3. File the Immigration Petition

Once you have determined whether you are applying through an adjustment of status or consular processing, it is time to fill out your immigration petition. It is important to try your best to remain patient during these steps, as it can take anywhere from 7 to 33 months to process your application. Depending on your individual circumstances, the exact steps may vary. However, in most situations, a sponsor will petition on your behalf. Your sponsor could be an employer or family member. Before submitting your petition, ensure that you accurately complete all required forms and include any supporting documentation as per USCIS instructions.

4. Attend a Biometrics Appointment

If your petition is approved, you may be asked to attend a biometrics appointment. The purpose of this appointment is to make sure that the applicant does not have a serious criminal record or any prior immigration violations. The process is fairly straightforward, during which you or your sponsor may be photographed and asked to provide fingerprints. In certain scenarios, an applicant may be required to provide a DNA sample, particularly in cases of family sponsored green cards. It's essential to attend the biometrics appointment as scheduled to prevent delays in processing your Green Card application.

5. Attend an Interview If Required

Depending on the Green Card category you're applying for and your unique circumstances, attending an interview with the United States Citizenship and Immigration Services (USCIS) may be a mandatory step in the application process. During the interview, USCIS officials will assess your eligibility for permanent residency, verifying the authenticity of your application materials and addressing any questions or concerns that may arise. Be attentive and cooperative throughout the process, answering questions truthfully and providing requested documents promptly and accurately.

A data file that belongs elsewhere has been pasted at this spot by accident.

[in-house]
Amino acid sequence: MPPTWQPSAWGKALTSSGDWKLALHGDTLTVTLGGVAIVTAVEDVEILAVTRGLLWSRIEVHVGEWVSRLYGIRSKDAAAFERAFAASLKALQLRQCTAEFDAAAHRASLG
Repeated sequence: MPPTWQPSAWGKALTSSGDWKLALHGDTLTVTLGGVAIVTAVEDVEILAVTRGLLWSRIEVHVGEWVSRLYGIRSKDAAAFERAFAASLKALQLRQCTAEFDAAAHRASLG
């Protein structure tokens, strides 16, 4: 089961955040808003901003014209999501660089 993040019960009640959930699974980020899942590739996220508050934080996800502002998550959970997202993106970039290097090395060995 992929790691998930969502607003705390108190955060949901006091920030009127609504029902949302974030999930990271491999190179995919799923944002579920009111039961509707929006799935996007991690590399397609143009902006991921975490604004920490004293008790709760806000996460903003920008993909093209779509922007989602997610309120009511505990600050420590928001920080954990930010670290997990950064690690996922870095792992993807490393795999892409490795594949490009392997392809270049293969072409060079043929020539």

6. Receive Decision

Once you have finally completed all of the necessary steps in your green card application process, all that is left to do is wait for a response from the USCIS. If approved, you will receive notification of your approval and further instructions on how to obtain your Green Card. If additional information or documentation is required, USCIS will communicate this to you. It is essential to respond to these requests as soon as possible to avoid further delays.

Bottom Line

As evident from this article, the procedure for applying for a Green Card in the U.S. is complex and lengthy. To ensure that the process is completed correctly and efficiently, consider working alongside a professional immigration attorney. One of our highly skilled lawyers at Attorney At Law would be delighted to assist you in navigating the path toward achieving permanent residency in the US.